OLWG · writing

OLWG #38 – The Tourist

 Written for OLWG #38

She spent years diligently socking money away to pay for a tour of Europe. She left in the Spring from Kansas City, connecting through New York to Paris. For three days in Paris she walked the avenues; saw Montmartre, The Louvre, and the Arc de Triomphe. She visited Bistro’s and Cafes, she took a coach to Versailles. She skipped around the continent: Firenze, Rome, Athens, Wien, Zurich, München.

Wherever she went, she sipped and supped brilliant food and marvelous drink. She immersed herself in the colourful and diverse cultures. No guided tours for her, she roamed the back streets and explored the galleries on her own schedule. She loved speaking with the locals, without an itinerary.  She hopped a plane to England and went to Picadilly. She flew home in the belly of the plane.

Jeanine looked to her left and stepped into the street. Ugh, did you see that?

This week I wanted to write a Haibun of sorts. Matsuo Basho wrote Haibun as travel accounts, documenting his journeys. So I took my cue from that early history.

It is traditionally a mixture of short prose and haiku. I chose American Sentence as my poetic form for this piece. American Sentences are a Ginsberg invention attempting to make a haiku more American.  He took the seventeen syllables of haiku, going from top to bottom, and rearranged them so that there were seventeen syllables going across.

I know, I know… it flies in the face of tradition and there is really no reason to change it, but maybe that’s why I like it.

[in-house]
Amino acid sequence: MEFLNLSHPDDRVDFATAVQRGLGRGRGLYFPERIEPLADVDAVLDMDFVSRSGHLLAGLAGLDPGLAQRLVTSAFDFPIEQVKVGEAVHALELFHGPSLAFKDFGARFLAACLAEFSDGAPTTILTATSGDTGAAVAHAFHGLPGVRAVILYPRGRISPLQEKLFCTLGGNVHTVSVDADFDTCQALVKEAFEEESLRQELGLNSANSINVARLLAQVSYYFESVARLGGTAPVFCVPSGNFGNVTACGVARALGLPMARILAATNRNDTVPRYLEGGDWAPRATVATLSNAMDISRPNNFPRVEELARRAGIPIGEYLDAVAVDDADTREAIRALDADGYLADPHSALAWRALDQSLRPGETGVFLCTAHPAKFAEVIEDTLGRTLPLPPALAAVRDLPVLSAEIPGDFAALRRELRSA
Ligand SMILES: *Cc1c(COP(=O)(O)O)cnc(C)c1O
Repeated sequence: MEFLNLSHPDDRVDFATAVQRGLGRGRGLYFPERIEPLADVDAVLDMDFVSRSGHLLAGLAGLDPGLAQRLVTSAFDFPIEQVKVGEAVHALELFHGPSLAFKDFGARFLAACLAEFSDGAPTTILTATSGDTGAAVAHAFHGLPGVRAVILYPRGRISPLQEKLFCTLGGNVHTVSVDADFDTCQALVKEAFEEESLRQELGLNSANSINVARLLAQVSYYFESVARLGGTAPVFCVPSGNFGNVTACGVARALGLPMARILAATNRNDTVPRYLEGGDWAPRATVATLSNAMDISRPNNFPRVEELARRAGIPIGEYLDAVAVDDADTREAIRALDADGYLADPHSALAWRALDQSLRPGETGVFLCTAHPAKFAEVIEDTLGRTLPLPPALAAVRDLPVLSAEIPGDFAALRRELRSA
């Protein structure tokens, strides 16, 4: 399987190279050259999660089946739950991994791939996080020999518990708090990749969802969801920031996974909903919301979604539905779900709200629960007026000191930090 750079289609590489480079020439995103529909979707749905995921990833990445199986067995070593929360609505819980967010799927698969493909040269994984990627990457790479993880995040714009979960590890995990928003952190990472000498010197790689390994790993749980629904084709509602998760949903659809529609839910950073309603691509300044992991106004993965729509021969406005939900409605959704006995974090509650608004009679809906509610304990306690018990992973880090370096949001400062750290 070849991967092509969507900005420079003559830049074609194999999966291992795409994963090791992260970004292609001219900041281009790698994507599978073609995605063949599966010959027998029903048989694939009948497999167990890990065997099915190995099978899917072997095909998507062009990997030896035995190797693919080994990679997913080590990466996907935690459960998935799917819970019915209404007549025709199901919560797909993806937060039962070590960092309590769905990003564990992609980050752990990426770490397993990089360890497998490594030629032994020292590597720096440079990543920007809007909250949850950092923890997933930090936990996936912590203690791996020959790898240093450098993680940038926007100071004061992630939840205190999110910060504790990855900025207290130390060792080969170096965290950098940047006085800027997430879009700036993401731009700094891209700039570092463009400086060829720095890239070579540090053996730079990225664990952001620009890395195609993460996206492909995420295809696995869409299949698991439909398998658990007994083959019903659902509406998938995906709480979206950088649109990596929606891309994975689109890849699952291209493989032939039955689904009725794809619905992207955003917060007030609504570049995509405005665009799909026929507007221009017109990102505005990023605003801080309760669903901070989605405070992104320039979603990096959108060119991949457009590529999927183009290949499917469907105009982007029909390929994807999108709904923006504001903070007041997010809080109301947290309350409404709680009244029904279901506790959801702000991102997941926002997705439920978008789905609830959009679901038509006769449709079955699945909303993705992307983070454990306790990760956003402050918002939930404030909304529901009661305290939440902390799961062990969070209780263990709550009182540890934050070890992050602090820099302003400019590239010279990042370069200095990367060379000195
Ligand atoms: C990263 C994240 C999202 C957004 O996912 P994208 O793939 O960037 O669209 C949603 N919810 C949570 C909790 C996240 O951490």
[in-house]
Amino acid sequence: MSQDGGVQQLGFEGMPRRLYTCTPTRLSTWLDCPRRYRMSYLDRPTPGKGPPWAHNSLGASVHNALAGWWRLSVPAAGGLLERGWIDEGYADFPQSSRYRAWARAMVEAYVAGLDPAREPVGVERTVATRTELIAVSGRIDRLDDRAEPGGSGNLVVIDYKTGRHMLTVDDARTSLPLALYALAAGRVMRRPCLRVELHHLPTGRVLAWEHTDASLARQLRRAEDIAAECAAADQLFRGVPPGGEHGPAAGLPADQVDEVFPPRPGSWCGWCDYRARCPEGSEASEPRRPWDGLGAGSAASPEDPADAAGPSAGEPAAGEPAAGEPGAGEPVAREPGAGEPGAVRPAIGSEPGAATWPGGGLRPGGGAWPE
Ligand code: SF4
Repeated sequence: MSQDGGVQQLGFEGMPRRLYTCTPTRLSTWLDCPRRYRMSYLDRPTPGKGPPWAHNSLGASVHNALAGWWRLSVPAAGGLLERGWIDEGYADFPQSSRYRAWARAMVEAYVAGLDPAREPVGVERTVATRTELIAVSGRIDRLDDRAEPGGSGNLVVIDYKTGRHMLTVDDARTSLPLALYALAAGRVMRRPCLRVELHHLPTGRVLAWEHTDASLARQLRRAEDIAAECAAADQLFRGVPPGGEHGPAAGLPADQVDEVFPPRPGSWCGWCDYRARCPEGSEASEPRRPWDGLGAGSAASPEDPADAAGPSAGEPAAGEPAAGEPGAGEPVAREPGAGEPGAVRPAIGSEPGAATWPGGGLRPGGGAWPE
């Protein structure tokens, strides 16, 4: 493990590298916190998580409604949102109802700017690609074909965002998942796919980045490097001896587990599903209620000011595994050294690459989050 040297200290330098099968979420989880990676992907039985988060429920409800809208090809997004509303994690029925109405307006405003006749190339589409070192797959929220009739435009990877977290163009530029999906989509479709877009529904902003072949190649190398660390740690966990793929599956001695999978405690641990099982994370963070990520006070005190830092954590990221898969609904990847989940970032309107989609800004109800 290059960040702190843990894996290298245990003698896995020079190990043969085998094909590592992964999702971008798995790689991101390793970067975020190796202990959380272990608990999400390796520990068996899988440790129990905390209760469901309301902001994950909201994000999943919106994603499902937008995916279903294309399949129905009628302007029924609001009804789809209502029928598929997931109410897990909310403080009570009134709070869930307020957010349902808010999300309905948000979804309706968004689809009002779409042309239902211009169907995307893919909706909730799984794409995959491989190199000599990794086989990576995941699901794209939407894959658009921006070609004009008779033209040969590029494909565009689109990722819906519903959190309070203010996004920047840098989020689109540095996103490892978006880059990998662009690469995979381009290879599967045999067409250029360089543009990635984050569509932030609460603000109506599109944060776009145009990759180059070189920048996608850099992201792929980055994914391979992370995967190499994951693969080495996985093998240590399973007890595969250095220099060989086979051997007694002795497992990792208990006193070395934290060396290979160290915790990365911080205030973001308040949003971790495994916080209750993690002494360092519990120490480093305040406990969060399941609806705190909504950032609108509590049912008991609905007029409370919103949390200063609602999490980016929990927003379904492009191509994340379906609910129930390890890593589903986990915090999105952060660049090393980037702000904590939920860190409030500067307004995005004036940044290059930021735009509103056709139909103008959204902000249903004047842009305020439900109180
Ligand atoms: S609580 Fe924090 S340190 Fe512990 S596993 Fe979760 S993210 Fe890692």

This week’s prompts were:

  1. I have extra suction cups
  2. a long black car
  3. ugh, did you see that

Don’t think! Write!
You have 25 minutes but if it takes longer – just don’t tell anyone.

6 thoughts on “OLWG #38 – The Tourist

  1. Honestly, didn’t she know you have to look both ways? The only thing I can say to reduce readers’ fears of visiting London is that, with its usual speed of traffic, in real life Jeanine would have probably only suffered bruises.
    Re: the American sentence vs haiku, rules is there to be broken. Observing them too rigidly limits creativity.

    Liked by 1 person

  2. Ah… the belly of the plane. Reminds me when we had to ‘take’ MIL back to her warmer southwester climate to be buried next to her hubby (that’s where they retired…) She like it there in live and I can only hope so too in death.


  3. Just when I thought I was in for some real adventure! Excellently written. I love the haibun form. Its my favorite of all the syllabic forms- I’m much too wordy for any of the others…

    Liked by 1 person

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